Technology, autos, food and consumer products — two-thirds of people around the globe trust these four industries the most. The least trusted sectors are media, banks and financial services.

Welcome to the twelfth annual poll of the 2012 Edelman Trust Barometer, gauging global citizens’ perspectives on institutions and their trustworthiness.

This survey marks the largest decline in trust in government in the 12 years the Barometer has polled peoples’ views.

Interestingly, trust in government among US citizens stayed stable.

The top-line finds a huge drop in global citizens’ trust in government, with a smaller decline for business. There’s an interplay between these two forces: consumers call for increased government regulation over business due to public perception of irresponsible behavior — think financial crises in Greece and Portugal, food scares in the US food supply, and drug company quality issues in manufacturing plants.

The level of public trust in all industries fell or stayed flat. Of particular note to Health Populi readers is that trust in pharmaceutical companies fell from 61% of people believing the industry “does what is right” in 2011 to 56% in 2012. This was the largest percentage point drop across all 11 industries surveyed.

Who do we trust, then? Not CEOs and government officials. Instead, globally, people on the street trust experts, peers and “regular employees.” It’s trust in peers and employees that have substantially increased since 2004 — by 22 points for “people like me” and by 16 points for “regular employees.”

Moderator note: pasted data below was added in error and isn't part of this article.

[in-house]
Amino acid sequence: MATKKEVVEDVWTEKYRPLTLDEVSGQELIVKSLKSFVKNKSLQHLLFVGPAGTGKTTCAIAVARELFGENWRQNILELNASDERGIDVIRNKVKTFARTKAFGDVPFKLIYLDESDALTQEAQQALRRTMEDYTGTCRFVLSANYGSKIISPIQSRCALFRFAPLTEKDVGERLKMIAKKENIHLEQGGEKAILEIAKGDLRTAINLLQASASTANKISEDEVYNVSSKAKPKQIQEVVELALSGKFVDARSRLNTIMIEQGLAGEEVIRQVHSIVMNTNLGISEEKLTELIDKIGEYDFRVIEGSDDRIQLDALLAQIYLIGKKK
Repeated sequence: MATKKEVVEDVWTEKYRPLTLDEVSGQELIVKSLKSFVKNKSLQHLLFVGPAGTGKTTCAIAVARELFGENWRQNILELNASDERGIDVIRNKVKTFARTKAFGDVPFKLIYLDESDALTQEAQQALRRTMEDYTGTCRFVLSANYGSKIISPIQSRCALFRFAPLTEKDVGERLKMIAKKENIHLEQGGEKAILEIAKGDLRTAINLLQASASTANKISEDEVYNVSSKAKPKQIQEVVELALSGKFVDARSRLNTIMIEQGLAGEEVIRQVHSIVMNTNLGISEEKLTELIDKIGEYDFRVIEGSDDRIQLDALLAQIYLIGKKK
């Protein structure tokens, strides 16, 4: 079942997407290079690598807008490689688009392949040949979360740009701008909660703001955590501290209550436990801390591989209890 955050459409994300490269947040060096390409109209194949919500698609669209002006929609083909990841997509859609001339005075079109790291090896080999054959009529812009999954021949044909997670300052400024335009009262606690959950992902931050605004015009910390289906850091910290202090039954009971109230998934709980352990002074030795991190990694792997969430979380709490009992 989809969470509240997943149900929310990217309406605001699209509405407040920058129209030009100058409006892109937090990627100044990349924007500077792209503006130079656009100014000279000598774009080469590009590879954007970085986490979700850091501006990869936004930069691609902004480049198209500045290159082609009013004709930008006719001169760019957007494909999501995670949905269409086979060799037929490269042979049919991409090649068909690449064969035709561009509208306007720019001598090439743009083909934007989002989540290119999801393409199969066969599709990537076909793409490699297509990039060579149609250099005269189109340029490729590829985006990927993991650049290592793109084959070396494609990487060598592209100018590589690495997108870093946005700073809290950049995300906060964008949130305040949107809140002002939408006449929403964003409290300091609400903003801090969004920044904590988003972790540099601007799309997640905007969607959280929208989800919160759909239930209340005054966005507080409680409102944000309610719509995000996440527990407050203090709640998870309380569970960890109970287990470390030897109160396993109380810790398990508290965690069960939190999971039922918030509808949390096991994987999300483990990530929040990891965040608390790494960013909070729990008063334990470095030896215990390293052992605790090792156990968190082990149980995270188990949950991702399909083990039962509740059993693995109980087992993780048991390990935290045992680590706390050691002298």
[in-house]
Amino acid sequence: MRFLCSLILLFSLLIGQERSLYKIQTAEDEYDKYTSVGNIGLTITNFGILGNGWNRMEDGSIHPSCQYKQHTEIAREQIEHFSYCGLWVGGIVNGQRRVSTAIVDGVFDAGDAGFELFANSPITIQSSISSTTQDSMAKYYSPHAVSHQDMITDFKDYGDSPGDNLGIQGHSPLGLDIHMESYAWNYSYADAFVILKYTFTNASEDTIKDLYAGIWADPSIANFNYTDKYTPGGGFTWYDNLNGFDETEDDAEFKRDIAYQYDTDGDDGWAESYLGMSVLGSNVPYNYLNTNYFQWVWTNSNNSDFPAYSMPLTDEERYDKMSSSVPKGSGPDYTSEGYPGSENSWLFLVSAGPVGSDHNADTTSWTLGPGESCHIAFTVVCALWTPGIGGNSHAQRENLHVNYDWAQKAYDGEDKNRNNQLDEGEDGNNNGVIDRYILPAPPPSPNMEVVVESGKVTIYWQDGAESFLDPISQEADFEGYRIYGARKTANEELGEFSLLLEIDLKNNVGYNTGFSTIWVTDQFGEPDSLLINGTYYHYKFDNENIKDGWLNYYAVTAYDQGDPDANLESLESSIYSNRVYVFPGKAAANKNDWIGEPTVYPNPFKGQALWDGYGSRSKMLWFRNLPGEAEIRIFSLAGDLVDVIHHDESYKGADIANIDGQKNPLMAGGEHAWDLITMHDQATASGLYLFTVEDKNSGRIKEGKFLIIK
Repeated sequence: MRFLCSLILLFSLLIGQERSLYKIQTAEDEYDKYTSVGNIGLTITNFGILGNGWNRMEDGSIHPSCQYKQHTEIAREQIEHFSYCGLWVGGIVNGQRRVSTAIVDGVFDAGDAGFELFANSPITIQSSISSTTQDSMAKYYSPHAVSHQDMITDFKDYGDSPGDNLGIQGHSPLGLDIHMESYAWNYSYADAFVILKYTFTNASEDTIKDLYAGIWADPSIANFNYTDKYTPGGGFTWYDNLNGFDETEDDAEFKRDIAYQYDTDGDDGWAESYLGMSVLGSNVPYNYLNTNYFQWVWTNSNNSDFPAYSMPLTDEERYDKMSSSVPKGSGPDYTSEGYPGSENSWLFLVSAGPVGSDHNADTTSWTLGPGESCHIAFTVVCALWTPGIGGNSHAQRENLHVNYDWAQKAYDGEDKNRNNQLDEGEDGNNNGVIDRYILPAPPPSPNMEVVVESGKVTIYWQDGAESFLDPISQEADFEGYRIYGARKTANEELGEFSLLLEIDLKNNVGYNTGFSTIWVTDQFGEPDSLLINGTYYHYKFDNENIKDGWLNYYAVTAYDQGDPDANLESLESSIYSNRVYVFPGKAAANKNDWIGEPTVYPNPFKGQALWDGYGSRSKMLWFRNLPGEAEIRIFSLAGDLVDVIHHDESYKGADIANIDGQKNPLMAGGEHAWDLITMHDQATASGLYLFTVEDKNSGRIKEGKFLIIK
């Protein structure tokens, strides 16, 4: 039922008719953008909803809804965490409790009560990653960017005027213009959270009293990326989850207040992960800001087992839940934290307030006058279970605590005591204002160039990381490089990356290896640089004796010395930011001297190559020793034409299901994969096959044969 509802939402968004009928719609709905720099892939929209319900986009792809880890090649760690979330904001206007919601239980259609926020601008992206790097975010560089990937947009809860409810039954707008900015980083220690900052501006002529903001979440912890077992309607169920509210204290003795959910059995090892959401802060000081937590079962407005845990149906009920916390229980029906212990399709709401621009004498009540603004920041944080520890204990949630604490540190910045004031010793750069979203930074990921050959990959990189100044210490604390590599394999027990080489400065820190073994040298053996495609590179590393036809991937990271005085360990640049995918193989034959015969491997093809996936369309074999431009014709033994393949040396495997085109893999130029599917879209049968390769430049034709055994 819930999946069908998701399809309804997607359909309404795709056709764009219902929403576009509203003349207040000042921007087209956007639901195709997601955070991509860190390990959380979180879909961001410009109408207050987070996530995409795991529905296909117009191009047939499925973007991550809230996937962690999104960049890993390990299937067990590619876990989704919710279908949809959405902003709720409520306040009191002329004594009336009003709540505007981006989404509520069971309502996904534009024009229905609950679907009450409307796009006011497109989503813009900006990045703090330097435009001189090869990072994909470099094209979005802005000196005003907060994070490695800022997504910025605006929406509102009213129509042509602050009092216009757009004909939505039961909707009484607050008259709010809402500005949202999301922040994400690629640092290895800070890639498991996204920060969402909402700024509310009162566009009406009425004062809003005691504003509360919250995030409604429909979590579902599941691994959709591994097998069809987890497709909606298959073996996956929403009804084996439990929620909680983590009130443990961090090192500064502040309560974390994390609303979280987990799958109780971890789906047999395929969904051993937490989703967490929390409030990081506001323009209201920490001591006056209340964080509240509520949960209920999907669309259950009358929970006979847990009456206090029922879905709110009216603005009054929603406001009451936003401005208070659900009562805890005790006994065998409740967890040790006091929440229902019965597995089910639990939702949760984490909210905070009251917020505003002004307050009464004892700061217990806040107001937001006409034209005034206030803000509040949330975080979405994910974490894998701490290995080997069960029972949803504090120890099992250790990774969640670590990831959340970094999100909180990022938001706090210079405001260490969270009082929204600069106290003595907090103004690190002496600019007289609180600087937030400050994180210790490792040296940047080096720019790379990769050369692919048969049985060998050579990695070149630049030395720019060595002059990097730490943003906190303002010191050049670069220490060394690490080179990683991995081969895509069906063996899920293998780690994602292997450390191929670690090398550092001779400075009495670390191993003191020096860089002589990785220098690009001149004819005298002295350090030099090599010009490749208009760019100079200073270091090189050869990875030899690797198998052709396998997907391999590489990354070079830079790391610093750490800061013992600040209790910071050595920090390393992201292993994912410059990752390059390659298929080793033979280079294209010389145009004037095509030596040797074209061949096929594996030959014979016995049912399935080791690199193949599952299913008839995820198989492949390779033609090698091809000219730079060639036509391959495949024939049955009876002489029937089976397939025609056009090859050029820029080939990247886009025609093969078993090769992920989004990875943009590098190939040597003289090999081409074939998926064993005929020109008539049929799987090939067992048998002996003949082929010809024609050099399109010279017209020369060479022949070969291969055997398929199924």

Furthermore, while trust in media isn’t tremendous, people trust in consuming several media sources to get informed.

And it’s social media that’s gained the most in percentage points compared with traditional news media. Nonetheless, traditional news media still rank first in trust vs. other sources of information about companies: 32% of people trust traditional news media, compared with 26% consuming multiple online sources, 14% trusting social media, and 16% trusting corporate sources.

Richard Edelman refers to this phenomenon as the “dispersion of authority.”

The survey was conducted among 25,000 online adults in October and November 2011, oversampling “informed publics” — people with college educations in the top quarter of income in their countries, who consume business media and follow issues in the news several times a week.

Health Populi’s Hot Points: Edelman’s prescription for re-building trust for organizations, public and private, are to practice “radical transparency” and to shape the public discourse, getting out in front of the news.

These implications are particularly important for stakeholders in health and health care. For health citizens to engage in health, they must first trust the organization with whom they’re considering engaging. Then, they must find that organization’s ‘voice’ authentic. This two precursors to engagement, trust and authenticity, were discovered in the 2008 Edelman Health Engagement Barometer.

Greater health engagement breeds better health outcomes, based on meta-analyses conducted by the Robert Wood Johnson Foundation, among others.

How to practice radical transparency in health care? By providing, fully disclosing prices, quality indicators, and making services as accessible as possible and practical. In the US, we expect to have Health Insurance Exchanges in place in 2014 that will array health providers’ and plans’ services and products in these terms; that will force transparency through regulation, and that regulation is none other than the Affordable Care Act.

What of shaping the public discourse in health? This requires engaging with patients in dialogue. Social media platforms can enable this discourse, among other strategies. It will take integrating media, messages and technology platforms to engage health citizens where and how they seek their personal brands of health engagement.